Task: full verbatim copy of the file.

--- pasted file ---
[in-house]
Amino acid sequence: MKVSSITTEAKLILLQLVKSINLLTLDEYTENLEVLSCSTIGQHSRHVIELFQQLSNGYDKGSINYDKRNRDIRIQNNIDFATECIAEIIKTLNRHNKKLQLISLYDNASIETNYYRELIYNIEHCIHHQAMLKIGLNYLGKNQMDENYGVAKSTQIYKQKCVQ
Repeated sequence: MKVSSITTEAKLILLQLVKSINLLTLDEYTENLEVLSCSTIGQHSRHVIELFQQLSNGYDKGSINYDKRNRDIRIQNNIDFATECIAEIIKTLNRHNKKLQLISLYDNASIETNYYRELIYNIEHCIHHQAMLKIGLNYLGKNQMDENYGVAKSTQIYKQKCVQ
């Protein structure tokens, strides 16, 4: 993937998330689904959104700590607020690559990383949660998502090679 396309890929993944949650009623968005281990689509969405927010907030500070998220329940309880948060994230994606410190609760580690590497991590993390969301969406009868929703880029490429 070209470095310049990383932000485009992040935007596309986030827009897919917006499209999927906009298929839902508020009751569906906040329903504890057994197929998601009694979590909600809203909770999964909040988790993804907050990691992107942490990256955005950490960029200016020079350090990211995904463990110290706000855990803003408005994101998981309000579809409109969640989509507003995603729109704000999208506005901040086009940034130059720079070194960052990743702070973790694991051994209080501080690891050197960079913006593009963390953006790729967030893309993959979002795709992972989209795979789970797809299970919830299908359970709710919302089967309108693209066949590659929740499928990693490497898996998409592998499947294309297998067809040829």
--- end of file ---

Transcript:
[in-house]
Amino acid sequence: MKVSSITTEAKLILLQLVKSINLLTLDEYTENLEVLSCSTIGQHSRHVIELFQQLSNGYDKGSINYDKRNRDIRIQNNIDFATECIAEIIKTLNRHNKKLQLISLYDNASIETNYYRELIYNIEHCIHHQAMLKIGLNYLGKNQMDENYGVAKSTQIYKQKCVQ
Repeated sequence: MKVSSITTEAKLILLQLVKSINLLTLDEYTENLEVLSCSTIGQHSRHVIELFQQLSNGYDKGSINYDKRNRDIRIQNNIDFATECIAEIIKTLNRHNKKLQLISLYDNASIETNYYRELIYNIEHCIHHQAMLKIGLNYLGKNQMDENYGVAKSTQIYKQKCVQ
């Protein structure tokens, strides 16, 4: 993937998330689904959104700590607020690559990383949660998502090679 396309890929993944949650009623968005281990689509969405927010907030500070998220329940309880948060994230994606410190609760580690590497991590993390969301969406009868929703880029490429 070209470095310049990383932000485009992040935007596309986030827009897919917006499209999927906009298929839902508020009751569906906040329903504890057994197929998601009694979590909600809203909770999964909040988790993804907050990691992107942490990256955005950490960029200016020079350090990211995904463990110290706000855990803003408005994101998981309000579809409109969640989509507003995603729109704000999208506005901040086009940034130059720079070194960052990743702070973790694991051994209080501080690891050197960079913006593009963390953006790729967030893309993959979002795709992972989209795979789970797809299970919830299908359970709710919302089967309108693209066949590659929740499928990693490497898996998409592998499947294309297998067809040829």